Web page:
Rep. Who Voted To Repeal Obamacare Tries To 'Jimmy Kimmel's Baby' Her Son. NOPE.
Washington Rep. Cathy McMorris Rodgers wants you to know: She doesn't hate your sick baby! She has a sick baby of her own, and obviously loves him very much. So when she voted to kill protections for sick babies like her son, by voting for the "American Health Care Act," she had excellent reasons to do so, and only all of them were lies!
First she explains that her little son, Cole, has Down syndrome; clearly, she and her husband want the best for him.
Hearing late-night host Jimmy Kimmel’s emotional monologue this week about his son’s condition and his family’s experience in the moments after his birth, I had a flashback to the day my son was born and we learned he had Down syndrome.
My husband and I had a lot of questions about Cole’s future. Whether he’d have health care shouldn’t have had to be one of them. When you’re facing years of doctor’s appointments, you want to know that having a preexisting condition, such as an extra 21st chromosome or a heart defect, won’t prevent you or your loved ones from accessing the care you need.
Protections for children such as Cole Rodgers and Billy Kimmel have long existed, as they should. And despite what people are saying, House Republicans aren’t seeking to strip these protections — or anyone’s protections — away.
WELL ACTUALLY, protections for children such as Cole Rodgers and Billy Kimmel have not long existed -- they have only existed since 2010, when President Obama signed them into law.
Before then, the health care system in the US was an even bigger shitshow than it is now! Here is what would happen!
What was insurance like before the war, Grandma?
Well, Tallulah, say you have insurance. You pay your premiums -- which increase by 10 to 15 percent a year! Then you get sick, and your insurance company decides that because you saw a dermatologist for your pimples, they won't pay for your chemo! This is a real thing that happens, ALL. THE. TIME. It is called "rescission," and it means you get dumped off your insurance just when you finally need it. If insurance companies can't find a reason to fire you from having insurance, they instead just put a cap on how much they'll pay. So even though you have insurance, you end up going bankrupt. This is called "medical bankruptcy," and IT happens all the time too!
Obamacare -- horrible, terrible, no good Obamacare -- outlaws rescission and tells insurance companies they have to take all the people who want to buy their product. They can't charge sick people more. They can't charge women more than men. (In some cases, 81 percent more!) They can't put a "cap" on how much they will pay for your treatment -- not an annual cap, and not a lifetime cap! Instead the cap goes the other way: The most YOU can pay out of your own pocket (not counting your premiums) in a year is $6600 ($7150 in 2017). That's a lot of money, yes, but it is LESS money than you would pay for a weekend in the hospital, by A LOT. And you never know when you're going to need a weekend in the hospital.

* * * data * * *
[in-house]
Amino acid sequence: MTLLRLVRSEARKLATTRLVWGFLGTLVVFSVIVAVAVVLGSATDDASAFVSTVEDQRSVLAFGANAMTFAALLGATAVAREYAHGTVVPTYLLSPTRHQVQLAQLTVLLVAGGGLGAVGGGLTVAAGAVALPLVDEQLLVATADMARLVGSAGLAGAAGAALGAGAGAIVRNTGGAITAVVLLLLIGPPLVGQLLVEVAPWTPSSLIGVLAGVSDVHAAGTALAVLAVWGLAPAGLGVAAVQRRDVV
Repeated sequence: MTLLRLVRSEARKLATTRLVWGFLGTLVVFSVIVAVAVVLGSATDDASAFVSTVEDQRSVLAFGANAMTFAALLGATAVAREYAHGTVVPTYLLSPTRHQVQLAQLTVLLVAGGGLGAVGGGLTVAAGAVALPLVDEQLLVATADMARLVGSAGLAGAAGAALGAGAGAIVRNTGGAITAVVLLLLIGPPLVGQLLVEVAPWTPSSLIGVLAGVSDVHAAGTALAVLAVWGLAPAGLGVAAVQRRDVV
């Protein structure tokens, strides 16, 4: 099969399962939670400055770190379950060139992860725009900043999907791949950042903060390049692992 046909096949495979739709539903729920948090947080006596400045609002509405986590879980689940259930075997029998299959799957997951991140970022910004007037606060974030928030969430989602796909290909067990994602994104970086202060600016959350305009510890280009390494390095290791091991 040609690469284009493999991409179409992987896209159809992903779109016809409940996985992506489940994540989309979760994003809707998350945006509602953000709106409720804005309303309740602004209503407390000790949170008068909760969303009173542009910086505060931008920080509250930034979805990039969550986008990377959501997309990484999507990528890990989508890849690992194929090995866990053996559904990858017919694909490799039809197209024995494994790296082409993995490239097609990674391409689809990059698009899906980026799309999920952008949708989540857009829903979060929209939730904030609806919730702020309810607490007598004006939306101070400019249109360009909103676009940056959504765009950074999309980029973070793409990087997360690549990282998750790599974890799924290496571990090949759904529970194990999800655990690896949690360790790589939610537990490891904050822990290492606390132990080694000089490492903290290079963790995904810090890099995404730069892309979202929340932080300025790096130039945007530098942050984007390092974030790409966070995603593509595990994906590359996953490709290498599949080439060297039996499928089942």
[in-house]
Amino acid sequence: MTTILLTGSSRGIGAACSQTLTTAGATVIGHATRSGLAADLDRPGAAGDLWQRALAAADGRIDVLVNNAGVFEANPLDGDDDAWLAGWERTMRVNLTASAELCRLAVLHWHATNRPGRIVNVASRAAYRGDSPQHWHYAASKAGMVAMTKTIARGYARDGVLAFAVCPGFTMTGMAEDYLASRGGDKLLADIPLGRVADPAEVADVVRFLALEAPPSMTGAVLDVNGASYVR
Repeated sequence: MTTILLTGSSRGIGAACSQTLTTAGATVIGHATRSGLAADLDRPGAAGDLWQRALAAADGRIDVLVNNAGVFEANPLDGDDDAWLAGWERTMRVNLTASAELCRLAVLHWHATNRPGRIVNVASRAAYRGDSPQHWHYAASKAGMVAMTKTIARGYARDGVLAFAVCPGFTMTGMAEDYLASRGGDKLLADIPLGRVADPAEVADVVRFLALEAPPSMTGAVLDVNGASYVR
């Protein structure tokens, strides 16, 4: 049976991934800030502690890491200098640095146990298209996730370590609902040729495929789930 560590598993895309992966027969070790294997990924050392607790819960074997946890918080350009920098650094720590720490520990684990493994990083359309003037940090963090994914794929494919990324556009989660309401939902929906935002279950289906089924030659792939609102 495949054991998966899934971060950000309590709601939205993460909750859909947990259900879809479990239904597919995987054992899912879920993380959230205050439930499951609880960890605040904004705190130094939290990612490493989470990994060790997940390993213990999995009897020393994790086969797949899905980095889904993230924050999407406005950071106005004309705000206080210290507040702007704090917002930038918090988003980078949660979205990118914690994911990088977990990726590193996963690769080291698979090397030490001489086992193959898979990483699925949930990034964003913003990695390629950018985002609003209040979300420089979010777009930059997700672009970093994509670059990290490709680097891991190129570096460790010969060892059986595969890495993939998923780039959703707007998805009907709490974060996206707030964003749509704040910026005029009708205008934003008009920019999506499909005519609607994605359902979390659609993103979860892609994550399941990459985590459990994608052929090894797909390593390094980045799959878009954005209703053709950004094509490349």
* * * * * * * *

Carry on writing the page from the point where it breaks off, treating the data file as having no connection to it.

I love you Tallulah. I can't wait for you to be born!
The most terrifying words in the English language: They're Republicans and they're here to help
Republicans started fixing Obamacare almost immediately. They fixed it by:
- Suing to outlaw the insurance mandate, which ensured a large pool of people to "spread the risk" around, so young healthy people could help older, sicker people, and receive the same help when they are older. They won!
- Suing to ensure red states wouldn't have to accept free federal money to give more of their own citizens Medicaid. The excruciatingly calibrated law had a minimum income level for which it would offer subsidies to buy insurance; it did not offer subsidies to people who were TOO POOR (earning less than 138 percent of the poverty level) because it was assumed those people would get expanded Medicaid, as written in the law. Republicans said NO THANK YOU! And the Supreme Court agreed!
- Suing to keep the Obama administration from subsidizing insurance companies for their losses since they all of a sudden had a bunch of sick people who weren't eligible for insurance before. Even though these payments were part of the law, which had passed both houses of Congress and been signed by a president, Republicans decided they hadn't appropriated the money. It's not often you see Republicans sue to keep from giving money to large corporations, but they had a very good reason, which was that the president was black.